High school senior Chris Deng became passionate about Internet equity during a year-long research project he just completed with University of Chicago’s Neubauer Professor of Computer Science, Nick Feamster. The goal of the project was to explore how equitable and adequate the Internet is across Chicago Public Schools, which is something that had not been done before. The year-long research collaboration culminated not only in a groundbreaking study about the performance of Internet connectivity of Chicago Public Schools, but also Chris’s passion for computer science; he will be studying computer science at the University of Chicago this coming fall.
Deng’s research builds on the ongoing interdisciplinary Internet Equity Initiative, led by Feamster’s Network Operations and Internet Security (NOISE) Lab and Nicole Marwell, Associate Professor at the Crown School of Social Work, Policy, and Practice. The Internet Equity Initiative strives to understand gaps in Internet coverage and develop new strategies to deliver equitable, reliable, affordable Internet access to the city of Chicago, particularly in communities that are underserved by broadband Internet. The efforts utilizes faculty expertise in governance, social science, computer science, computer networking, and technology policy to create a unique approach to an important issue.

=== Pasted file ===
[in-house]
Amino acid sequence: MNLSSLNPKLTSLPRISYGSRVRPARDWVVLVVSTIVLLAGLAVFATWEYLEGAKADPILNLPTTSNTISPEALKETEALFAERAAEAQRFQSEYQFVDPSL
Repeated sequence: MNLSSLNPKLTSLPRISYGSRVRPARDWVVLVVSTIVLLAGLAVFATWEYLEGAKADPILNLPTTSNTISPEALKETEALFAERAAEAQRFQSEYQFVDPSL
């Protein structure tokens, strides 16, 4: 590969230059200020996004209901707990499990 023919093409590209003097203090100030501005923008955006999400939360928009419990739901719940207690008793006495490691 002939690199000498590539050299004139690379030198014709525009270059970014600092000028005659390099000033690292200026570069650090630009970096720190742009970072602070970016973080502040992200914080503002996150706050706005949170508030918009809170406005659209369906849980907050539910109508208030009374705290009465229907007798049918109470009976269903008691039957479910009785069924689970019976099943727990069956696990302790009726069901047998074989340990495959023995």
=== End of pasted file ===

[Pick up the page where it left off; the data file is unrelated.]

Deng, who is in the Collegiate Scholars Program, was first introduced to the Computer Science Department as part of Broadening Participation in Computing (BPC) efforts which aim for multi-year sustained engagement of high school students. Chris took multiple BPC courses at the University, including Feamster’s How Your Home Internet Works, from Bits to Policy. Deng had not done research previously, but asked Feamster to mentor him through his senior AP Research class at Walter Payton College Prep in downtown Chicago. He initially found inspiration for his project when Feamster talked about ongoing work with another student, Ranya Sharma, who started research as a high school student and is now a first-year student at the University of Chicago.